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It’s all in the walk: new findings on gait and dementia

Researchers at Monash University have discovered a potential link between the way individuals walk and their likelihood of developing dementia.

To put it more scientifically, the researchers were investigating “whether variability from one step to the next during walking, and slow gait speed, were related to cognitive decline over time”.

Associate Professor Michele Callisaya and Professor Velandai Srikanth led the study, supervising first author PhD student Oshadi Jayakody from the University of Tasmania.

The study concluded that higher step-to-step variability correlated with a decline in memory, and that slow gait (or walking) speed was a predictor of declines in spatial and visual awareness. The study also found that walking speed predicted decline in memory in individuals carrying the ApoE4 gene (associated with Alzheimer’s disease).

Co-author of the study Callisaya said researchers have known for some time that moderate to severe dementia was accompanied by changes in walking patterns. Examining this inspired the researchers to investigate whether someone’s walking style and speed could be an early indicator of the disease and possibly assist in early diagnosis.

The report’s authors have already identified a link between brain dysfunction and “walking dysfunction” from previous studies. Such studies found that loss of brain tissue in the hippocampus subcortical and prefrontal region was associated with both thinking and slow gait speed.

Despite previous research and the paper’s new findings, presently most dementia tests involve blood biomarkers testing, cognitive testing and different types of brains scans.

“Gait might be a good overall marker of ageing, pathology and the individual’s ability to cope with pathology,” Callisaya said.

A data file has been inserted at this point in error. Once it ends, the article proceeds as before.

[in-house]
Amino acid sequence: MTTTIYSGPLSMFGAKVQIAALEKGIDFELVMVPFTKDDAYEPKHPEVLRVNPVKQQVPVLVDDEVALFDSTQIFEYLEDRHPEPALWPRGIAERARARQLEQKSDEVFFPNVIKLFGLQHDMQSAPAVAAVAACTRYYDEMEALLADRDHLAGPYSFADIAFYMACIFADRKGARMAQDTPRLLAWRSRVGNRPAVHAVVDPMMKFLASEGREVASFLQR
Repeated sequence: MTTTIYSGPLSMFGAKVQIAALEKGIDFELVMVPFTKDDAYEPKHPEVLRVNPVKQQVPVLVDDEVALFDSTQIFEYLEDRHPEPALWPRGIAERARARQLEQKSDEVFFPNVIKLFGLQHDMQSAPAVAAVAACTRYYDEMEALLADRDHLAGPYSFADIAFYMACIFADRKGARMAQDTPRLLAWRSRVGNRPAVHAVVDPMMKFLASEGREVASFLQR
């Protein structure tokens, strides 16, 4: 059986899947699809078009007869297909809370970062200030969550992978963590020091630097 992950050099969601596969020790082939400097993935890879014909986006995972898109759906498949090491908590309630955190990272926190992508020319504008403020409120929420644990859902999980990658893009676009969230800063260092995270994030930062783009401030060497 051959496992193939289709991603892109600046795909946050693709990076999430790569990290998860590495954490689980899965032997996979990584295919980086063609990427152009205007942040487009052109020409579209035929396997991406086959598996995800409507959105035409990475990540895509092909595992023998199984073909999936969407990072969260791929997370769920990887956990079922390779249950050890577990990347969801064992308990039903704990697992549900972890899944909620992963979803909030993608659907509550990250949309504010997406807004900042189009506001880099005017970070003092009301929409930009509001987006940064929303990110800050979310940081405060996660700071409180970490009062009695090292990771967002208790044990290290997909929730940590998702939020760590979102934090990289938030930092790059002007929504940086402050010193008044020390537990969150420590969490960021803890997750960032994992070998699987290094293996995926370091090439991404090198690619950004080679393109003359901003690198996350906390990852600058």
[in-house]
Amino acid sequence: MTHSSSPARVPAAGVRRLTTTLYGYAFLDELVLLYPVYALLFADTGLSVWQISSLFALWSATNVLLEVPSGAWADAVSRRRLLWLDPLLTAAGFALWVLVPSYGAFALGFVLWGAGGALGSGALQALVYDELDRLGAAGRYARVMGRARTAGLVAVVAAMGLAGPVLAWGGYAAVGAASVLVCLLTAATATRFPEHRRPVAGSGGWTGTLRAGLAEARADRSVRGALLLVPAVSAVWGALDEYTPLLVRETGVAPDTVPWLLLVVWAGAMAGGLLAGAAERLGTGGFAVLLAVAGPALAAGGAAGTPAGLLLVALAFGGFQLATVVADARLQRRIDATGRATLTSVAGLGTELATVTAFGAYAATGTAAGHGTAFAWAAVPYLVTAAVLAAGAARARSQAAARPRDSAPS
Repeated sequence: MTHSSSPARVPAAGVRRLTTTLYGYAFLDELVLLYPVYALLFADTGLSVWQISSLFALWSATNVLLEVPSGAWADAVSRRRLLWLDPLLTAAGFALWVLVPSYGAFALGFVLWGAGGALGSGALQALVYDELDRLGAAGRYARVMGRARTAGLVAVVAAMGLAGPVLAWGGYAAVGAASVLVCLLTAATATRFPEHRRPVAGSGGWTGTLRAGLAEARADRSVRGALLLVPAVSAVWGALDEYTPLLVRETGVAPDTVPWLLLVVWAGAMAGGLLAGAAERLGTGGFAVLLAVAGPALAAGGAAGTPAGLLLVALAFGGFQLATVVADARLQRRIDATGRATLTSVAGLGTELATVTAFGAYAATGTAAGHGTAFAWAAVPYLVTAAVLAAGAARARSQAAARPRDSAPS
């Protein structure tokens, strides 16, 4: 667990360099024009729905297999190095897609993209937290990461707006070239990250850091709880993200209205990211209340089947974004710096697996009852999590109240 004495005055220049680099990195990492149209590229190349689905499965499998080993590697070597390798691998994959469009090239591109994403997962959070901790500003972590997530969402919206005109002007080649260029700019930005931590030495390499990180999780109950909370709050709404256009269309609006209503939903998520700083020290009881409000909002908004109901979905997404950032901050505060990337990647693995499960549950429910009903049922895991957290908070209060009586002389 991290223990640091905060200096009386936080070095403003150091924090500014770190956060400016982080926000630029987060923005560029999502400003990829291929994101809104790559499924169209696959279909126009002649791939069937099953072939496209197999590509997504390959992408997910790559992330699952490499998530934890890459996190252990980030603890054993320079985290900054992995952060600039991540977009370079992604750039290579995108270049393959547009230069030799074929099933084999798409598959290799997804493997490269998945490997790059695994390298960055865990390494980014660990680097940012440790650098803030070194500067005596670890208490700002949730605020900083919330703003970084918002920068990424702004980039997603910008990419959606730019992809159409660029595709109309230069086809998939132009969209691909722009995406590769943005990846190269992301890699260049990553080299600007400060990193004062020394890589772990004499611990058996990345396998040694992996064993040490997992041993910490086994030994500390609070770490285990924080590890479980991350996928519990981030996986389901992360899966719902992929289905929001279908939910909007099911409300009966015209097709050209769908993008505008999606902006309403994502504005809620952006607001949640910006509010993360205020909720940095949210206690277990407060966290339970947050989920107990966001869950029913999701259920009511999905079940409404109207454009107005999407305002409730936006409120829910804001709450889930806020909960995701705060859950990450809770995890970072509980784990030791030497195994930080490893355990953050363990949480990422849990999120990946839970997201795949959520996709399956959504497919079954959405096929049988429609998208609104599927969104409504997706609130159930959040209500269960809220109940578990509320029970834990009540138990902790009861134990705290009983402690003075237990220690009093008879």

“Gait measures, combined with the usual risk assessments, could be used to help better predict risk of future cognitive decline, potentially helping in planning future care, and gait could be objectively measured as a proxy to study the effectiveness of interventions to slow the progression of dementia.”

With roughly 415,000 people living with dementia in Australia and approximately 47 million worldwide, finding effective treatments for dementia is a top priority for researchers and health professionals. Dementia rates are expected to triple worldwide by 2050 and the disease is the leading cause of death for women in Australia and the second-leading cause for men. Detecting dementia earlier will hopefully help clinicians and scientists find appropriate treatments before “significant pathology … has built up in the brain”.

Callisaya, a physiotherapist, and Srikanth, a geriatrician in the Department of Medicine at Peninsula Health, are now planning to incorporate their research findings into cognitive disorder and memory clinics.

“We and others have begun to take the view that [gait and speed] may actually be a ‘super cognitive function’ itself. The simplicity with which we can measure gait and balance makes them easily applicable to a wide variety of settings as a future biomarker of dementia,” Srikanth said.

“Walking is usually taken for granted as a simple daily function – whereas we have demonstrated in our studies that it is dependent on several brain networks functioning effectively together,” he added.

“We think gait is a really good marker of somebody’s overall health status.

“It’s been shown to not only predict falls, but also hospitalisation, mortality, and now cognitive decline in specific domains.”

A full-text version of the study Gait Characteristics and Cognitive Decline: A Longitudinal Population-Based Study, published by IOS Press, can be accessed here.

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